Real-time scenes evidenced once again how the Chilean state acts with rampant and absurd violence.
During the protests that took place at Dignity Square on Friday, Chile’s Military Police deliberately ran over Oscar Perez, a young citizen who was crushed between two armored vehicles. The scenes of the police attack were broadcast live on local television.
In the video, it can be seen that while an armored car closes Oscar’s way, the other armored car takes a turn, accelerates towards the citizen, attacks him, and runs him over his back. Stated differently, the police used two armored cars to run a “hammer-and-anvil” move against an unarmed civilian.
“Criminals! President Piñera. Blumel and Mayor Guevara have to respond!” was the outraged and immediate reaction that local outlet Piensa Prensa echoed.
A few seconds later, when the two armored cars stopped crushing their victim, the 20-year-old man fell immediately to the floor. He was then assisted by other citizens who removed him from the street.
Needless to say, neither of the two armored cars had license plates or painted numbers that could allow their subsequent identification. Total impunity.
nos hemos comunicado con la familia del joven atropellado por Carabineros en Plaza de la dignidad.
Está en la clínica Las Condes.
Hasta ahora tiene 4 fracturas (pelvis), hemorragia interna, compromiso de vejiga. Los médicos continúan realizando exámen. pic.twitter.com/KKldSIBBUu
— PIENSAPRENSA 262,4 mil Seguidores (@PiensaPrensa) December 21, 2019
Update (1:49 pm): We talked to the family of the young man hit by military police officers at Dignity Square. He is at Las Condes hospital. He has 4 fractures in the pelvis, internal bleeding, bladder involvement. Doctors keep examining him.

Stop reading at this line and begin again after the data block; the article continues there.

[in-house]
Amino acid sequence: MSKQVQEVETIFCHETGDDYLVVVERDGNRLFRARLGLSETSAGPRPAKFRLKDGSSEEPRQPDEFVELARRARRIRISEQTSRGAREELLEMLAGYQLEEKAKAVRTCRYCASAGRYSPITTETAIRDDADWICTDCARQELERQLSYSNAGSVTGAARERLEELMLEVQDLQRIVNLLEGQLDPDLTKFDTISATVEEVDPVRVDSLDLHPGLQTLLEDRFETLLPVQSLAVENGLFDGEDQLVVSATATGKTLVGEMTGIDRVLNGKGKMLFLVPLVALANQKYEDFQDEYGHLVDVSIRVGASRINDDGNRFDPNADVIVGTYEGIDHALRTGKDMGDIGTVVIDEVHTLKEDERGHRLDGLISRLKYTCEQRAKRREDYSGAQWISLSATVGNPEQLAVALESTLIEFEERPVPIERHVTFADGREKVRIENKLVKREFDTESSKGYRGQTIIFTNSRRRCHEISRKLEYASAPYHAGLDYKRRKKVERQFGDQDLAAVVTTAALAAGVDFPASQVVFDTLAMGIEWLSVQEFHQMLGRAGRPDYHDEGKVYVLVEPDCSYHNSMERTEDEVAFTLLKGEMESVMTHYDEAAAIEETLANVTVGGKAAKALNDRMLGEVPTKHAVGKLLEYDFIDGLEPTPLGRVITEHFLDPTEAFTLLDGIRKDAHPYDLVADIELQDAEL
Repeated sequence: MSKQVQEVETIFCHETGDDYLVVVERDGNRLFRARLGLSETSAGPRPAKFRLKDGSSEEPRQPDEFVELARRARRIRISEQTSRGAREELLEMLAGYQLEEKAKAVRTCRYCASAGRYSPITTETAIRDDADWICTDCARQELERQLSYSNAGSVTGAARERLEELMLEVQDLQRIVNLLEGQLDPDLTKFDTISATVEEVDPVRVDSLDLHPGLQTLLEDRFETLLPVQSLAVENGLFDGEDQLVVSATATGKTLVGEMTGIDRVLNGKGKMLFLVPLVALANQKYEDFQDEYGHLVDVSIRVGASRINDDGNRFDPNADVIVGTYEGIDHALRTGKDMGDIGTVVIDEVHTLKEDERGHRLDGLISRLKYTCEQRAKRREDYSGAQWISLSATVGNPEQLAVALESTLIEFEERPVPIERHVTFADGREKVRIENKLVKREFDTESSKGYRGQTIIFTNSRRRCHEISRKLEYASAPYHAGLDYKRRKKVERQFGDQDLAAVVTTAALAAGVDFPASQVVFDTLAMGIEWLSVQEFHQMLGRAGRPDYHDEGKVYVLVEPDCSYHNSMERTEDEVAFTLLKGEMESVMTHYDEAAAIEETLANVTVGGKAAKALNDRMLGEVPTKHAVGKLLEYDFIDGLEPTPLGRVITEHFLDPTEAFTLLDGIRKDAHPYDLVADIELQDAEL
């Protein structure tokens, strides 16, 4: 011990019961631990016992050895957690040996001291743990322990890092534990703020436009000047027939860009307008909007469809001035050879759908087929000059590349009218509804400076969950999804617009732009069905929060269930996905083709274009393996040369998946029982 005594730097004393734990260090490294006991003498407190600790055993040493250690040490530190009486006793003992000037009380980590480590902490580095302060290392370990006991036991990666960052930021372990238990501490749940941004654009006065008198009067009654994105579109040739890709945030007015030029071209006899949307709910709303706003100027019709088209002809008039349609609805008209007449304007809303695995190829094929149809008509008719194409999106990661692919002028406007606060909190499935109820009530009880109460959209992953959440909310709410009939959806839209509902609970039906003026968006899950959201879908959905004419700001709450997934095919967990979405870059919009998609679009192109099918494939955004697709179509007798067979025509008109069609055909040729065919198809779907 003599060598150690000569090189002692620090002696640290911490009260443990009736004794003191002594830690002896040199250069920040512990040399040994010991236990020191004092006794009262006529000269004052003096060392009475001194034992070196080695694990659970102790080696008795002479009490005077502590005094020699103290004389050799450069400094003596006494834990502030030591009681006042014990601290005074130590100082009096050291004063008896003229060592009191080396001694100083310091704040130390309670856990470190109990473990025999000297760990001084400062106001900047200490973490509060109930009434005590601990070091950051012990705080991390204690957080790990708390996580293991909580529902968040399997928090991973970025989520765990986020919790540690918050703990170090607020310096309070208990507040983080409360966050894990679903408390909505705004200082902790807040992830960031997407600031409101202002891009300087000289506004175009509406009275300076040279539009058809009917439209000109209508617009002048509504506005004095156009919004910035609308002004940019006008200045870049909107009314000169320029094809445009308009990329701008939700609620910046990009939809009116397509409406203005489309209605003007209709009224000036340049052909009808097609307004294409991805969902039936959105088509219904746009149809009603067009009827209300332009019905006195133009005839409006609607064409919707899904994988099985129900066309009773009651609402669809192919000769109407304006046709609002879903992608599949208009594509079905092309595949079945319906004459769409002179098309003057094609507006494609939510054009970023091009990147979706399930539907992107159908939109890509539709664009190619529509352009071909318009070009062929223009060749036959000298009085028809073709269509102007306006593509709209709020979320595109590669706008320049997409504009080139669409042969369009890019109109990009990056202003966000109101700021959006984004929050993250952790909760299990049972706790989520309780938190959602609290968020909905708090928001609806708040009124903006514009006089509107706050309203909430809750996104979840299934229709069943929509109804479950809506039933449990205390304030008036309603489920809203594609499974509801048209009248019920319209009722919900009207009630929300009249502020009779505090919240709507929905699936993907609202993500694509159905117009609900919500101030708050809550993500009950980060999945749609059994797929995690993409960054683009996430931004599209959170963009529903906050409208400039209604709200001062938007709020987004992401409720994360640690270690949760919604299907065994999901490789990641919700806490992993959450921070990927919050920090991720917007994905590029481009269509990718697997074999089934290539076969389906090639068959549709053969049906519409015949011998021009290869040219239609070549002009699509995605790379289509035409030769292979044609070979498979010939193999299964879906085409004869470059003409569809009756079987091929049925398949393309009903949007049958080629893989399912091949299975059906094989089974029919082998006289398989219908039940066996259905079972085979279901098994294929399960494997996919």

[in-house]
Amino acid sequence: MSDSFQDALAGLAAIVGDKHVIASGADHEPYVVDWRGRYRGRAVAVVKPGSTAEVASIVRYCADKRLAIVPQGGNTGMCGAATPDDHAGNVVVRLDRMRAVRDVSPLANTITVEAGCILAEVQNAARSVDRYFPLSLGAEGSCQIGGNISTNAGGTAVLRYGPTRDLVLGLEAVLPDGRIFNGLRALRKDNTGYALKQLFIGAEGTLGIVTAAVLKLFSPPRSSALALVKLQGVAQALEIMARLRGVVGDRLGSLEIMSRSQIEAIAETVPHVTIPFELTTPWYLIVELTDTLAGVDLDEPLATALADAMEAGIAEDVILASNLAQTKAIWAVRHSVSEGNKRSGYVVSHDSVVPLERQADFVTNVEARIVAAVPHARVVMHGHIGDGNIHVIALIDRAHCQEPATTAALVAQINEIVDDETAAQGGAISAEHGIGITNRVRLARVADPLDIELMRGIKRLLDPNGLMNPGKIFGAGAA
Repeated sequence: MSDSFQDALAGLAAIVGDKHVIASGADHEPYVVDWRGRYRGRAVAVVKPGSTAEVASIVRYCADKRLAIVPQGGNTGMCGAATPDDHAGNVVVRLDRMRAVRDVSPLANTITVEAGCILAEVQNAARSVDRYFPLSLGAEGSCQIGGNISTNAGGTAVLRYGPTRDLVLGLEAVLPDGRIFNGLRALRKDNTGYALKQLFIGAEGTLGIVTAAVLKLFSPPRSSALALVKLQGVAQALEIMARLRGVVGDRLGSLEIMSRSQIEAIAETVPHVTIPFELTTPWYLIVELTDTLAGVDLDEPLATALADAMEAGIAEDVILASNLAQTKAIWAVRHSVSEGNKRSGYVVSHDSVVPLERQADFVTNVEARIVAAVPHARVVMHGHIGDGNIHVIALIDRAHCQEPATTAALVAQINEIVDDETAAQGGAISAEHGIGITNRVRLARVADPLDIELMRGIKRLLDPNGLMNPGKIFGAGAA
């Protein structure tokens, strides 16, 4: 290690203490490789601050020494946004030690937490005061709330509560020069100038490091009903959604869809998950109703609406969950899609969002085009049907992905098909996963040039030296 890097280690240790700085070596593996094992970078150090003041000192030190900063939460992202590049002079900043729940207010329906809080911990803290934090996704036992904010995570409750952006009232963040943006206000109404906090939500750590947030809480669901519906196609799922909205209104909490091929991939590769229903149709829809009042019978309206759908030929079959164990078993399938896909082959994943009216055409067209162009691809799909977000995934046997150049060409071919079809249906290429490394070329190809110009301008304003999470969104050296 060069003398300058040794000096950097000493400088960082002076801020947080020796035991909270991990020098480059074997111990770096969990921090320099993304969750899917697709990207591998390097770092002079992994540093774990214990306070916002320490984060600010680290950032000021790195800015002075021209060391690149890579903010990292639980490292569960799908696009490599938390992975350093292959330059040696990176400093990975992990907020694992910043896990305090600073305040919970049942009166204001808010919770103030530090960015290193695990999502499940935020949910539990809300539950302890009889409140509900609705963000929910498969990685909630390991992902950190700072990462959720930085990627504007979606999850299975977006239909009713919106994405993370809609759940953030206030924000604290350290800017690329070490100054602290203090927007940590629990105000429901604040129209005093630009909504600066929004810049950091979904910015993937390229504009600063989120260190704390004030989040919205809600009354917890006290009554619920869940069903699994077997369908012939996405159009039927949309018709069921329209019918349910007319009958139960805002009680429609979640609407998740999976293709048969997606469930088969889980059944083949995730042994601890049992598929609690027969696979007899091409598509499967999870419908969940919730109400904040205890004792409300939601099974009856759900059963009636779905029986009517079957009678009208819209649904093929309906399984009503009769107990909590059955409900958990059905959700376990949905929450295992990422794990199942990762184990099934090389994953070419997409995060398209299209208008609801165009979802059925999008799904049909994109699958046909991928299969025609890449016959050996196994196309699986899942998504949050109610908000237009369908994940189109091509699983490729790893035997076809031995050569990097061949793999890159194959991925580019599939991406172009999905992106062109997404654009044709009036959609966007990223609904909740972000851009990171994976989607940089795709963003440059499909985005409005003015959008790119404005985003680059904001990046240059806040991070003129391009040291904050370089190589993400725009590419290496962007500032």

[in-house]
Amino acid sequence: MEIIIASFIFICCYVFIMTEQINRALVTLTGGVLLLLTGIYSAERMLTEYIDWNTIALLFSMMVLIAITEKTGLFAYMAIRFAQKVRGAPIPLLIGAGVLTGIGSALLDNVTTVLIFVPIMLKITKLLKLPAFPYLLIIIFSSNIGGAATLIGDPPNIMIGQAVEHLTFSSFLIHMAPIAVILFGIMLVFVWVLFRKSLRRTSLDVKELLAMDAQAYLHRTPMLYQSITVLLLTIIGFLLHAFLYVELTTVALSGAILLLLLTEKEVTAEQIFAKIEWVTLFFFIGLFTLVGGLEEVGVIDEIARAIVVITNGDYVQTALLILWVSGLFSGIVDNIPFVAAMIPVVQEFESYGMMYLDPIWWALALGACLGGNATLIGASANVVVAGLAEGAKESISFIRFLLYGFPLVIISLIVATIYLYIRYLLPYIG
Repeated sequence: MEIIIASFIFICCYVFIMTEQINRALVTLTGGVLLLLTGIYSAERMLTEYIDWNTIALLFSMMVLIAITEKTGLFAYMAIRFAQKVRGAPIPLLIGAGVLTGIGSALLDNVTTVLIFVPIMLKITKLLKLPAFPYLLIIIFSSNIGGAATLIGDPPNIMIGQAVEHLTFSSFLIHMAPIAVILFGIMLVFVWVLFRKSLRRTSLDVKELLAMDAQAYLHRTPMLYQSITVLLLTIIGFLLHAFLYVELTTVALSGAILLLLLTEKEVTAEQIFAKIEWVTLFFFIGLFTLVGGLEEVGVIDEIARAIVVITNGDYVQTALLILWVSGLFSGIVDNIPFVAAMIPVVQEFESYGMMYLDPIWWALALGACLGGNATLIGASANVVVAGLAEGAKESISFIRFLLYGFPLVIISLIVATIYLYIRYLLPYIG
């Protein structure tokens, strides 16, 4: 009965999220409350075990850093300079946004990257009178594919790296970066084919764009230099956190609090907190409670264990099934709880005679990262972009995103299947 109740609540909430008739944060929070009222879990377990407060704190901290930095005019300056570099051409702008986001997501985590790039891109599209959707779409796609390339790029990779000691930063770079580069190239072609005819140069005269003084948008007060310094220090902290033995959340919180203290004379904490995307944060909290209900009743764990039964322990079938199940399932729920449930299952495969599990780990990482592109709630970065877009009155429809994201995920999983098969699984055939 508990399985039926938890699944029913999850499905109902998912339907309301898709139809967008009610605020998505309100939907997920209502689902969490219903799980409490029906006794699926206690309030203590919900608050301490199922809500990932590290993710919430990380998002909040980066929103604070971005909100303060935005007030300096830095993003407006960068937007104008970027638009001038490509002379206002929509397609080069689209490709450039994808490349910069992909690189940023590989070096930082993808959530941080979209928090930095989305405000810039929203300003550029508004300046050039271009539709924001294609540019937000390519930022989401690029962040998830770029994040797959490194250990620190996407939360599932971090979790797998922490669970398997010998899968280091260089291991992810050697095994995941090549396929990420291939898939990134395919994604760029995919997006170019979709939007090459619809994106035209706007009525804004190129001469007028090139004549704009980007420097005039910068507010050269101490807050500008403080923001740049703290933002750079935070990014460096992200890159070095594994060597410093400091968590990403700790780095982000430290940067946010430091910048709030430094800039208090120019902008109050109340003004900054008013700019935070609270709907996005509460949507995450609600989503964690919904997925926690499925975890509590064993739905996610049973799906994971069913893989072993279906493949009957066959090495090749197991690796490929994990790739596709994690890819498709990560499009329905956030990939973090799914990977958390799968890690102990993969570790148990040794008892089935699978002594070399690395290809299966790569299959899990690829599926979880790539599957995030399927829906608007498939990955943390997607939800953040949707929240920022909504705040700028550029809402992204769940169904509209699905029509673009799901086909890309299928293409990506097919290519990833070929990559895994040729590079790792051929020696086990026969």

Hours earlier, Chilean authorities deployed over a thousand military police officers to Dignity Square in Santiago, the site that has become the symbol of resistance to the neoliberal state and President Sebastian Piñera.
Such deployment was framed within a “zero-tolerance-to-protesters” policy, which was announced by Metropolitan Region mayor Felipe Guevara, who “unleashed” the military police to “sweep” the area.
“My son Oscar was brutally and intentionally run over and crushed by two armored cars. He is miraculously alive. This barbarism, which is endorsed by the Interior monster and the Chilean state, must stop!” Marta Cortez, the mother of the run-over citizen, tweeted.
On Friday, local media published data from a recent survey revealing that 65 percent of Chileans disapprove of the behavior of the military police, which is the lowest level of acceptance that this institution has had in its 92 years of existence.
Since the social unrest began on Oct. 18, Chileans have been subject to a systematic violation of their human rights.
Although he has cancer, he protests. He has written the disease he is carrying along with his demand for better health care in Chile. He does not run or carry blunt objects in his hands. However, he is about to be hit in his back by a criminal institution! Dignity Square.
So far, this circumstance has been reported by the National Institute of Human Rights (NHRI), Amnesty International, the Inter-American Commission on Human Rights (IACHR), the United Nations Commission on Human Rights, and other international institutions.
According to Hugo Fruhling, director of the Institute of Public Affairs at the University of Chile, criticism from international organizations has been a blow to the reputation of the military police.
“During the Augusto Pinochet dictatorship (1973-1990), the Chilean society strongly distrusted the military police due to its repressive role; however, this institution had had a good reputation since the return to democracy,” Fruhling said and added that the State must implement “serious and consensual reforms” to improve its reputation.
On Dec. 13, the UN Human Rights Office mission concluded that the military police violated human rights on multiple occasions by making “excessive or unnecessary” use of force.
The mission found that Chilean security forces were involved in torture, sexual violence, and arbitrary detentions. Since Oct. 18, at least 28,000 people have been arrested, 1,610 of whom remain in prison.